Markus Berger answers all our questions about the currently very trendy cannabidiol CBD, the non-psychoactive sister of THC, and his latest book.
CBDAfter discovering the term cannabis as medicine quite often and additionally in the book‘s back that most of the authors are cannabis patients sporting an exception permit, we recalled Howard Marks‘ words (Rest in peace!) who once said: “Naturally I welcome the legalisation of marihuana for medicinal purposes but personally I would not want to wait for cancer in order to legally smoke.” Having become somewhat sceptic we thought let‘s talk to one of the authors why this is this the stuff we all crave.
Markus, in the foreword you wrote, cannabidiol is developing into „a trend“, it is both „an efficient natural medicine“ and „at the same time lifestyle product with potential“, yet you seem to focus on „cannabis patients“. Honestly what user value does has the book for normal users, that is those without an exception permit?
At first it would have to be defined what is a normal user, you probably have in mind your standard pothead. The CBD book is primarily meant for those to whom the subject is of interest, patients, therapists and cannabis lovers. In the first part, the medical practitioner and expert in things cannabis as medicine, Dr. Franjo Grotenhermen writes about the status quo of CBD research. What are the potentials of this cannabinoid with respect to healing? What are the differences to the psychoactive molecule THC? Which diseases could be already treated with CBD today? In which direction is moving science. In the middle, I report about the possibilities of extracting CBD and other cannabinoids or rather the mix of agents of the hemp plant, and at the end readers can follow the several hemp based recipes of the Berlin confectioner and hemp patient Kathrin Gebhardt.
Basically the book is really not exclusively aimed at cannabis patients with an exception permit. In order to use a massage oil containing CBD, for example or similar purposes, as you can shop at many places currently no permission is required. Moreover, knowledge about agents of plants interests many people. Not everyone acquiring a book about healing plants is terribly sick.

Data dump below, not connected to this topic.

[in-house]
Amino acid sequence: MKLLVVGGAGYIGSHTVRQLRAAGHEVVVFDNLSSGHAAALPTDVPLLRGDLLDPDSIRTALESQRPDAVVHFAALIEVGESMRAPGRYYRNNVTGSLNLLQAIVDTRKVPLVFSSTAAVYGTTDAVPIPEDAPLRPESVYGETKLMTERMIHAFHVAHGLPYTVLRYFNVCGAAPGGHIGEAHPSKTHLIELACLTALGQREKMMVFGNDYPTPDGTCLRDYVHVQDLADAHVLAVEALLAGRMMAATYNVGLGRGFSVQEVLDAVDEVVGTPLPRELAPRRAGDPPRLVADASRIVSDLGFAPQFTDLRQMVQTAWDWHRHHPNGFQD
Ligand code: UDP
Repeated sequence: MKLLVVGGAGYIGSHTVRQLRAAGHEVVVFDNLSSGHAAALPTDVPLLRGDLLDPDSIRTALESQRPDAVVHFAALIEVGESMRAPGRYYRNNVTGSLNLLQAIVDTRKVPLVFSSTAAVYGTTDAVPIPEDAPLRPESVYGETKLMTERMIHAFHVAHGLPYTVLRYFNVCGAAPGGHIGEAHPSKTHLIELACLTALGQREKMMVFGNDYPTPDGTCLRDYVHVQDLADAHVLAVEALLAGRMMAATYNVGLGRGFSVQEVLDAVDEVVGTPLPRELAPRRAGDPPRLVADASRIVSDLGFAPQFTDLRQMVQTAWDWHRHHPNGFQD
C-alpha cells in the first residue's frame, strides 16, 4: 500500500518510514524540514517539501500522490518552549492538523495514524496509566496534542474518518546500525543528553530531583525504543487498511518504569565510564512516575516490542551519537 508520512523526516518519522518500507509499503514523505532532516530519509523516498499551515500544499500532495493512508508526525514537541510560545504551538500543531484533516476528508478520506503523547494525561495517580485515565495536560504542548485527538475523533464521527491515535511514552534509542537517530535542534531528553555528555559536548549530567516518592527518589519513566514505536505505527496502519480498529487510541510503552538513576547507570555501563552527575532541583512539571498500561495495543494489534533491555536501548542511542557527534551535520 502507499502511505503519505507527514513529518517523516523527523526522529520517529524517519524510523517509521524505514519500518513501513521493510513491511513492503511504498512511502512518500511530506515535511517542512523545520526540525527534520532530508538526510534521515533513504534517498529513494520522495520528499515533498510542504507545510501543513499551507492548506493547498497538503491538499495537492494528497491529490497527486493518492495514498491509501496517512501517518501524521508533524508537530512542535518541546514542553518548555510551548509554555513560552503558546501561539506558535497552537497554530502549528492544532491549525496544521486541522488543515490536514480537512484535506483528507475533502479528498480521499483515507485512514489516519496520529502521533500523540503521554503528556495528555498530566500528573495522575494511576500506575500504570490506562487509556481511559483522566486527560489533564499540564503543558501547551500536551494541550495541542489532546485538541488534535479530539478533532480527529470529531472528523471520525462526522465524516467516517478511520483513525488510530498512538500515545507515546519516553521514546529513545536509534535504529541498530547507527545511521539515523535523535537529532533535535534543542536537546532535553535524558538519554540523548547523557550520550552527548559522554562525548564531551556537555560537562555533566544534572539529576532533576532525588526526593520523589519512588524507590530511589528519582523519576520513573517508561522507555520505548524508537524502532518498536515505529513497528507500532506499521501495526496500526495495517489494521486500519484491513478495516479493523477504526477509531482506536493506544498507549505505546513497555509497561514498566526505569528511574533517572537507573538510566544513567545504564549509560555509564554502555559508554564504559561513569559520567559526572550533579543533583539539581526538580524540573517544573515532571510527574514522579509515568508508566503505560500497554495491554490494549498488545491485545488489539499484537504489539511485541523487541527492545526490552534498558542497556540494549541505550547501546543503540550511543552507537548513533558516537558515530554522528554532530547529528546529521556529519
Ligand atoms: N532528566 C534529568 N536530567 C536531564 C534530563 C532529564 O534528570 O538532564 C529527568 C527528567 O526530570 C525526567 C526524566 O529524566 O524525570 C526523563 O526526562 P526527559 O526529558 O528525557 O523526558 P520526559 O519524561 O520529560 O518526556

What is new about CBD, in contrast to THC?
CBD and THC cannot really be compared in this regard. Though with the interaction of the two molecules, or rather groups of molecules we have synergies. E.g. cannabidiol has no psychoactive effects and therefore you also have a different legal situation contrary to tetrahydrocannabinol. The new function of CBD probably lies in its availability. While the handling of THC and products containing THC is prohibited, CBD is not subject to the narcotic law‘s prohibitive policy. Although the free availability could be limited in the future. At the moment there are discussions to classify CBD into the pharmaceutical law and make it subject to medical prescription.
When we make a reality check, which trusted shop or dealer stores herbals featuring an above average portion of CBD?
I have no idea, I have not pondered about this.
In consequence then, extracting could be the real McCoy as you recommend?
Not for everyone. But it is a method amongst many, perhaps suiting some.
Let‘s be frank, who extracts or even has the technical capacities?
We are describing extraction with everyday extractors for everybody. Apart from that I document the Rosin-method, a simple extraction, which can be done using a flat iron for hair.
Dr.Franjo Grothenhermen could prescribe a lotion containing 5% of CBD as medicine. Yet this will cost you 120 € for 20ml , 220€ for 40ml, 320 € for 60 ml and a staggering 420 € for 80ml – (and this is only for those in possession of an exception permit!), which seems quite expensive: How much would you have to expect for an appropriate administration?
That‘s individually different. The question, how many milligram morphine a pain patient might take, would be a comparison. Some require a smaller doses in larger intervals, while the other might require twice of thrice this to palliate his symptoms or treat his pains.
Who can afford the obviously quite expensive CBD lotions or wellness-products?
What I think that‘s caused by the system. As a rule a considerable amount is added to the price of pharmaceutical products and wellness-products. Sometimes with those high prices you also pay for the development of these products of course.
You are writing that CBD is completely legal in Germany and Switzerland and that the market is flooded with pharmaceutical and wellness-products “which are partly pure CBD“. Which legal products are there in Germany?
Oils for massage (CBD-oils), hemp oils, creme, capsules containing hemp oil, body butter, CO2-extracts and the like.
How do you explain the hype about CBD, which can be detected at fairs for example?
As we are talking about a still legal cannabinoid that seems to fascinate many. Its usability for healing purposes is another aspect which stirs public interest. With this very interesting cannabinoid, which does not fall under the narcotics law some activists further hope that one can talk about cannabis in a gentle way plus raise the awareness about hemp – which is working quite well. Society‘s acceptance of cannabis and cannabis as medicine seems to have widened.
Markus, thank you for the talk!